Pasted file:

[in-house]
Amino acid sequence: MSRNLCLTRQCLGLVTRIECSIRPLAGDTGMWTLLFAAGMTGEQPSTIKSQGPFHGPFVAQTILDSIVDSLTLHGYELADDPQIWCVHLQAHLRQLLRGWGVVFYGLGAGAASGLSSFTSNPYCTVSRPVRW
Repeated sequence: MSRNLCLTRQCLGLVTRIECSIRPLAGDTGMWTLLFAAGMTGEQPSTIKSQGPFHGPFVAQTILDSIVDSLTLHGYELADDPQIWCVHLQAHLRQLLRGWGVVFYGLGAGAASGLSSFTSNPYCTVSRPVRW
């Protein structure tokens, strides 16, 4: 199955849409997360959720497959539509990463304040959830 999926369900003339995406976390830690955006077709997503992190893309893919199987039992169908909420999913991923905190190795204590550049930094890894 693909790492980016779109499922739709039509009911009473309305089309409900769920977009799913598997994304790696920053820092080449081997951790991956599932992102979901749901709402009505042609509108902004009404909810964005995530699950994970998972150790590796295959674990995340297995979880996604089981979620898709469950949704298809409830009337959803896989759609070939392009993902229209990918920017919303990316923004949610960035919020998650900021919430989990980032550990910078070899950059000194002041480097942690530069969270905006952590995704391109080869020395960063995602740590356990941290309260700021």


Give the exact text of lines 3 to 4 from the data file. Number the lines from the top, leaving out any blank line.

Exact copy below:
Repeated sequence: MSRNLCLTRQCLGLVTRIECSIRPLAGDTGMWTLLFAAGMTGEQPSTIKSQGPFHGPFVAQTILDSIVDSLTLHGYELADDPQIWCVHLQAHLRQLLRGWGVVFYGLGAGAASGLSSFTSNPYCTVSRPVRW
């Protein structure tokens, strides 16, 4: 199955849409997360959720497959539509990463304040959830 999926369900003339995406976390830690955006077709997503992190893309893919199987039992169908909420999913991923905190190795204590550049930094890894 693909790492980016779109499922739709039509009911009473309305089309409900769920977009799913598997994304790696920053820092080449081997951790991956599932992102979901749901709402009505042609509108902004009404909810964005995530699950994970998972150790590796295959674990995340297995979880996604089981979620898709469950949704298809409830009337959803896989759609070939392009993902229209990918920017919303990316923004949610960035919020998650900021919430989990980032550990910078070899950059000194002041480097942690530069969270905006952590995704391109080869020395960063995602740590356990941290309260700021």